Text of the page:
Before there was an island, two sandbars existed that were used by indigenous peoples for fishing and gatherings.
Because of the newly discovered False Creek area, new affordable land with access to water for industry was in demand. The CPR, government and businessmen fought over the sandbars and water rights.
The sandbars eventually transferred to the National Harbour Commission. About 40 acres of land was created and businesses and factories moved into the area.
There were 1200 people employed by 40 industrial companies, which manufactured and supplied fibre, rope, chain, and materials for logging and shipping.
There was a decline in industry in the Great Depression Years.
During WWII, the island became resourceful again and industries switched to manufacturing defense equipment, employing women for the first time. It was during the war years that the name Granville Island started to be used.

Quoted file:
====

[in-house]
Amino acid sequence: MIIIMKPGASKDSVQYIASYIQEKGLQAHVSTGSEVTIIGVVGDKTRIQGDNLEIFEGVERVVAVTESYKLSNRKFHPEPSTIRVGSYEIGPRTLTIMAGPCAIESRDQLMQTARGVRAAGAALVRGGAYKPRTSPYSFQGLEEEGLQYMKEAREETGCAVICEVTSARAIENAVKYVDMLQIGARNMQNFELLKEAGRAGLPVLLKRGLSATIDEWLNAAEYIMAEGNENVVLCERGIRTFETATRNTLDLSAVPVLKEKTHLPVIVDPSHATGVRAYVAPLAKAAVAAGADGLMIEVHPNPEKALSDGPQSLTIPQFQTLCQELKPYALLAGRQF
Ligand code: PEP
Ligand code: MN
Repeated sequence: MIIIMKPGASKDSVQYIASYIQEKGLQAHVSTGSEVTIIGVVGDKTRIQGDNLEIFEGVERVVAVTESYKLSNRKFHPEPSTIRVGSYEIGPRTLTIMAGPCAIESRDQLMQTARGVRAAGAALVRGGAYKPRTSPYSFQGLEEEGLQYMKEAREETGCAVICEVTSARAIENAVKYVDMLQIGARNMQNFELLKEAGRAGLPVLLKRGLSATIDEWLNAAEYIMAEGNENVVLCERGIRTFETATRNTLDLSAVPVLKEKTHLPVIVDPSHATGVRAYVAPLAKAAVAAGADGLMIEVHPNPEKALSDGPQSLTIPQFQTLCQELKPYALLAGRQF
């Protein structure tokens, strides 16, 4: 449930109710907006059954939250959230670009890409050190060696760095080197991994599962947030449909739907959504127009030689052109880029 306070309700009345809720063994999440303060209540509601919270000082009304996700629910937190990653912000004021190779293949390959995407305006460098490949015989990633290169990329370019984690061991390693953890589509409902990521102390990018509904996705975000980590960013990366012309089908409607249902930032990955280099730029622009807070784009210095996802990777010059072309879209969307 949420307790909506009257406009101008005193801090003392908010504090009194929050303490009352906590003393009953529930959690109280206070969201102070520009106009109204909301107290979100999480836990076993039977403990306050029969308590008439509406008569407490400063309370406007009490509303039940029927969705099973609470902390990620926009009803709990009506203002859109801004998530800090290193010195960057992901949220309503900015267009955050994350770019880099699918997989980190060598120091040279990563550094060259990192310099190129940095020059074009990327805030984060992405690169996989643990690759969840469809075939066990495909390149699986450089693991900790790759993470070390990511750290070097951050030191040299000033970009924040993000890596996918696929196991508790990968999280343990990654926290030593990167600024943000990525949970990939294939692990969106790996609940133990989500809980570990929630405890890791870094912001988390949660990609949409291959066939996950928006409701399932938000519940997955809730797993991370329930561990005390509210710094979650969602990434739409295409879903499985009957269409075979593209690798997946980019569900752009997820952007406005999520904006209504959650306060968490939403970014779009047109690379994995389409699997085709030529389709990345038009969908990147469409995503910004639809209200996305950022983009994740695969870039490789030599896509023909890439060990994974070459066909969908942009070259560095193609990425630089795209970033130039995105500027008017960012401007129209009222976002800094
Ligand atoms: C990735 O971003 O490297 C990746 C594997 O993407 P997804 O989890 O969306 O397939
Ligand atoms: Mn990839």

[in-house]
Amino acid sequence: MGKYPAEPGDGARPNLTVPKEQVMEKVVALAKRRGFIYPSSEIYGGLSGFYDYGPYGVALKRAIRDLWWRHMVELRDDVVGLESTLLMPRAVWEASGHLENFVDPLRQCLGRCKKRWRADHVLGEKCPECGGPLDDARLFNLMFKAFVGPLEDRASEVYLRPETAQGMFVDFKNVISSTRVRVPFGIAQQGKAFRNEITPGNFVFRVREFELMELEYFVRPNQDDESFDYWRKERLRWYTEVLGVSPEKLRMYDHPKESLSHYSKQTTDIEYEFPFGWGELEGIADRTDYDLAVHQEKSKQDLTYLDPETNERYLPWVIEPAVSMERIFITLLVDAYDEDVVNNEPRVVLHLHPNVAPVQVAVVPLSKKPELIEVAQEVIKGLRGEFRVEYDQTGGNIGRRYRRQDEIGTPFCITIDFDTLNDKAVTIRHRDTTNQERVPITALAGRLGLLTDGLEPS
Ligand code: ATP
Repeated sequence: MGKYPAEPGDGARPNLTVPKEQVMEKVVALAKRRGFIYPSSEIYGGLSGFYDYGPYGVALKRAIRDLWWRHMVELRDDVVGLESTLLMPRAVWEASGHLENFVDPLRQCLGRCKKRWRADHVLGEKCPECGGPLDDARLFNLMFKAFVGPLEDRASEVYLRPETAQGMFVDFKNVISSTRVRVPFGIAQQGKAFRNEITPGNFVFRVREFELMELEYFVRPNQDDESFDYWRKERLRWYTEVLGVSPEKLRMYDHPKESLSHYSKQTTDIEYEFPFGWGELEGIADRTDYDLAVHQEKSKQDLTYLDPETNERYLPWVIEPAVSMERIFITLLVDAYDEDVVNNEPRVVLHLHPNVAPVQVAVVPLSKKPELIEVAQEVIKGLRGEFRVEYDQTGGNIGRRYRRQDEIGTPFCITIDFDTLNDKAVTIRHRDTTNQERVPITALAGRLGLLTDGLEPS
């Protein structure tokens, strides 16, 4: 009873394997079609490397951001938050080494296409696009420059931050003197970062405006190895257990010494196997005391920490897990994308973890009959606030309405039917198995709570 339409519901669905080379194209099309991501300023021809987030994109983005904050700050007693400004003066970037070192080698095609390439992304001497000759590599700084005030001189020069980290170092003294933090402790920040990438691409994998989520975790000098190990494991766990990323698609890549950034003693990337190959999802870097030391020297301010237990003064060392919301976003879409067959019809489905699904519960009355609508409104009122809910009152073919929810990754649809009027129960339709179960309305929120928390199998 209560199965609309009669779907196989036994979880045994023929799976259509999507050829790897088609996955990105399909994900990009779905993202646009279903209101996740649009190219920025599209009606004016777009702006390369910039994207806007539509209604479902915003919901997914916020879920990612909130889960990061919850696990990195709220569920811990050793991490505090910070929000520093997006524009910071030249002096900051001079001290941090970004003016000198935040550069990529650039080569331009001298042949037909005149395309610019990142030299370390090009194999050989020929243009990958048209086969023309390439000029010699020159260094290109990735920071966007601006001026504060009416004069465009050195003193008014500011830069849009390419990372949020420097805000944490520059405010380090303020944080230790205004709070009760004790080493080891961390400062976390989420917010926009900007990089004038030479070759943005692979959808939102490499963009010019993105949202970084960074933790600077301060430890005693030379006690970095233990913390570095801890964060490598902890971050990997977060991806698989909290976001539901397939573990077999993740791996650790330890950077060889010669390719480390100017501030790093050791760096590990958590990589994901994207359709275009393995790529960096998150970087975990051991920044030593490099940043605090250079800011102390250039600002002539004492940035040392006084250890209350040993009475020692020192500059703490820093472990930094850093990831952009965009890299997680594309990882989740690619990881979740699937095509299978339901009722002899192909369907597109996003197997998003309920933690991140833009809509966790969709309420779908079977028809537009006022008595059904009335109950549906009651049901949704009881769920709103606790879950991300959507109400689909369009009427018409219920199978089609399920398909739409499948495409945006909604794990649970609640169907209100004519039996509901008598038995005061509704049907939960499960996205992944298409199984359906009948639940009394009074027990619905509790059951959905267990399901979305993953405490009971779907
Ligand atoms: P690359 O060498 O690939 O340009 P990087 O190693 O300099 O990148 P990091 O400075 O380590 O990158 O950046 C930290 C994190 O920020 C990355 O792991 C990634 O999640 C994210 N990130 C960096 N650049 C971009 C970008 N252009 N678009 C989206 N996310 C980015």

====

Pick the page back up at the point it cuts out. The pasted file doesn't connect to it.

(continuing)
With the end of WW2, the island became lifeless with abandoned warehouses, and the island had become so run down that it was a hazard to the environment.
The reuse of buildings have created a vibrant place that welcomes over 12 million visitors a year, and employs over 3,000 people.
Formerly industrial buildings were replaced with markets, studios, restaurants, community groups and more.
The ownership of Granville Island transferred from the National Harbours Board to the Canadian Housing and Mortgage Corporation so the CHMC could work on the redevelopment of the island.
Purchaes the 800,000 sq-mile Louisiana Territory from French Emperor
Inaugurated into a second term in the presidency
Finishes his second term as president and heads back to Monticello
(Mar 4, 1809)
(Mar 4, 1805)
(Apr 2, 1803)
Struggling under his increasing debts, sells his 6000-volume library to Congress for $24k
(July 5, 1826)
Dies at his home Monticello 50 years after the Declaration was approved